On Thursday, Mark Cuban Tweeted an interesting idea: Instead of donating to campaigns in Georgia that will determine control of the Senate, we should reconsider and donate to a local food bank.
For those considering donating to Reps or Dems in the Georgia Senate run-offs, can you please re-consider and donate that money to your local foodbank— Mark Cuban (@mcuban) November 12, 2020
and organizations that can help those without food or shelter? Lets put Americans in need above Politics
Candidates for Georgia’s two U.S. Senate seats were up for reelection Nov. 3. The Peach State requires a candidate to garner at least 50% of votes to win. None of the candidates reached that mark, so there’s a runoff for both seats on Jan. 8.
If Democrats win both seats, the Senate will have a 50/50 party split with Vice President-elect Kamala Harris as the tie-breaker.
In one race, incumbent Republican Sen. David Perdue received 49.8% of the votes to his challenger, Democrat Jon Ossoff, who got 47.9% of the votes, about an 85,000 difference. Libertarian candidate Shane Hazel snagged 2.3% of the vote (or 114,894 votes). So, it’s a tight race.
In the other race, Republican Kelly Loeffler, who was appointed to the seat in 2019 after her predecessor retired, went up against a rather crowded field. Democrat Raphael Warnock won 32.7% of votes to Loeffler’s 26%. They’ll face-off in January, too.
Either way, it could be a one-party sweep, largely dependent on turnout. Theoretically, whichever party shows up in greater numbers will get both seats and control of the Senate. Democrats have a House majority.
Back to Cuban’s Tweet about food banks and elections: Chief government relations officer at Feeding America, Kate Leone, told the Observer in response to Cuban's Tweet that food insecurity and hunger should be a non-partisan issue since they affect both Republicans and Democrats alike.
“Food banks play a critical role in addressing food insecurity in this country, but there is no question that the federal nutrition programs are the most important way to help families put food on the table. For example, for every meal our network provides, the Supplemental Nutrition Assistance Program provides nine,” Leone says.
And to that end, legislators determine how successful nutrition assistance can be.
“Food banks play an important role, but we can’t do it alone. We need the federal government to do its part, that is why Feeding America encourages people to educate themselves on the issues and to vote.”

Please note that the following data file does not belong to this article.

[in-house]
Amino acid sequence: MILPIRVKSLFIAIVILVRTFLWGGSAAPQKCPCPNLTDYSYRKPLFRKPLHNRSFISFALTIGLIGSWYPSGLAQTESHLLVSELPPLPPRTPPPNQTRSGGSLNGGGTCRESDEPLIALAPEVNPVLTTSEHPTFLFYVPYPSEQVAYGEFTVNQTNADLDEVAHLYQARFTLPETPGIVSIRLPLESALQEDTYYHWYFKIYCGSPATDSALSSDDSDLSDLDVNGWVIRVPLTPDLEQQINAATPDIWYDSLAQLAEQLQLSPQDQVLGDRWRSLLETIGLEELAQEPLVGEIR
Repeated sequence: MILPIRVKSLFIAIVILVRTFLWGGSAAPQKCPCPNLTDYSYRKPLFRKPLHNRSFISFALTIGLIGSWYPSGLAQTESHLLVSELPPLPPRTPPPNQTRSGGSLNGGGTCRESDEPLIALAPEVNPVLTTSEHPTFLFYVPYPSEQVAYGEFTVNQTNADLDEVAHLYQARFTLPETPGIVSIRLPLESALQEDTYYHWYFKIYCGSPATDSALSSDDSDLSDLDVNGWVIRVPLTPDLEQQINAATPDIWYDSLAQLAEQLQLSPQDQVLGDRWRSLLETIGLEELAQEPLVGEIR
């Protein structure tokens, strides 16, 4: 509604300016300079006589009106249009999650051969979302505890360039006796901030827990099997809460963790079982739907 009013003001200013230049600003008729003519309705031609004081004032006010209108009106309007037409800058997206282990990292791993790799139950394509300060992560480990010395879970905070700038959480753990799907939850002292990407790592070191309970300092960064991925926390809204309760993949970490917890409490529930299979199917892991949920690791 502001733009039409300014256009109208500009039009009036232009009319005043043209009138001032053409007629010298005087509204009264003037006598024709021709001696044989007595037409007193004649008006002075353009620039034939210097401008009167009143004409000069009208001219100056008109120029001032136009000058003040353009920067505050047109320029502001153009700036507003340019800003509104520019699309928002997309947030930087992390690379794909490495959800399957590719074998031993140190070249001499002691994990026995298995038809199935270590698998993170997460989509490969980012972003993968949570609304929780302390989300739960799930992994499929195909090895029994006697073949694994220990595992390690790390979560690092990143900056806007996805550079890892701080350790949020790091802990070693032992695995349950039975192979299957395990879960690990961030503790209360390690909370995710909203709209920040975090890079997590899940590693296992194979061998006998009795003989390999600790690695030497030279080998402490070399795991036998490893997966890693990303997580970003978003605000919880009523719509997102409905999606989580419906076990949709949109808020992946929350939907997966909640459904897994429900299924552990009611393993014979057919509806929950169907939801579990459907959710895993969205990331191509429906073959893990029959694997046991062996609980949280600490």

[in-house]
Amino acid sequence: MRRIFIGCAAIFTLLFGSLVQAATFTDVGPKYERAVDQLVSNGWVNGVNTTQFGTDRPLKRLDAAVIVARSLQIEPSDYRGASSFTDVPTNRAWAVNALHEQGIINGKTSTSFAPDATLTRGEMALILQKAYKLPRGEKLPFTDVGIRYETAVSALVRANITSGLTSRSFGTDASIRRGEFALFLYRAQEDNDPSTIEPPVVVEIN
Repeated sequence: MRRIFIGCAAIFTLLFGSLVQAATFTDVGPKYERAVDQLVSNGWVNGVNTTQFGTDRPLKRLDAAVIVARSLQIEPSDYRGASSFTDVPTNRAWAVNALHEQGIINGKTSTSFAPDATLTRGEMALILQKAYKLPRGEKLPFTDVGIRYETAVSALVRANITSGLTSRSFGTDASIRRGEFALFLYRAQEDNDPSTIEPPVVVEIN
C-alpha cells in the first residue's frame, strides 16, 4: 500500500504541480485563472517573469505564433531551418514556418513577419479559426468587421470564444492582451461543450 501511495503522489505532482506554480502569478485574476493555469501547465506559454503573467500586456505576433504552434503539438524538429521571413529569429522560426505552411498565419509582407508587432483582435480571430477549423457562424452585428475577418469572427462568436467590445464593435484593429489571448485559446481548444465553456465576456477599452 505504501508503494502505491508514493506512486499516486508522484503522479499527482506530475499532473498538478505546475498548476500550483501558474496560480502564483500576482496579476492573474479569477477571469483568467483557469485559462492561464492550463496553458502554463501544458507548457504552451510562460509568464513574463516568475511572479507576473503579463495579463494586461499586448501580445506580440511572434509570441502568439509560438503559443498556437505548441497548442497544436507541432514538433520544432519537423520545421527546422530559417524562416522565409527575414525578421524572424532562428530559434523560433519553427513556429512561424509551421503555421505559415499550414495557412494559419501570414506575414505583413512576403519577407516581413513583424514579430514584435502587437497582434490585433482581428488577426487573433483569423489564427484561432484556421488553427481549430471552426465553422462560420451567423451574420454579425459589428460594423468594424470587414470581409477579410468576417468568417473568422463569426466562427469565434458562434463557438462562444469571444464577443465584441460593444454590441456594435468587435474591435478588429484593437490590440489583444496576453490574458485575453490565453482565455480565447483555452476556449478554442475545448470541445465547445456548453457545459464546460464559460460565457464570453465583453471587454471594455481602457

One of the greatest recent challenges to food insecurity in America has been the coronavirus pandemic, which happened under a Republican-held Senate and president. In July, President and CEO Tricia Cunningham of the North Texas Food Bank, which is a member of Feeding America, told us that the local community is facing food insecurity “at a level that the food bank has never seen.”
Many responded to Cuban on Twitter by emphasizing that donating to a political campaign would, in fact, help those in need. Singer-songwriter John Legend Tweeted back: “I get that politics is annoying and contentious, but the bottom line is that the Senate flipping would be far more impactful than a food bank donation. We need massive stimulus and aid to individuals and small businesses. Government needs to do this. Charity isn’t sufficient.”
A few years ago, a study looked at the issue of politics and charitable giving. Four research professors explored how different ideologies affect donations. The New York Times journalist Paul Sullivan analyzed the findings and summarized with this, echoing Leone’s statement:
“Those in favor of lower taxes have argued that individuals are more capable than the government of allocating money to important causes, including people in need of assistance. But the study found that was not true. Donations do not match government assistance, and without tax money, social services are not funded as robustly.”
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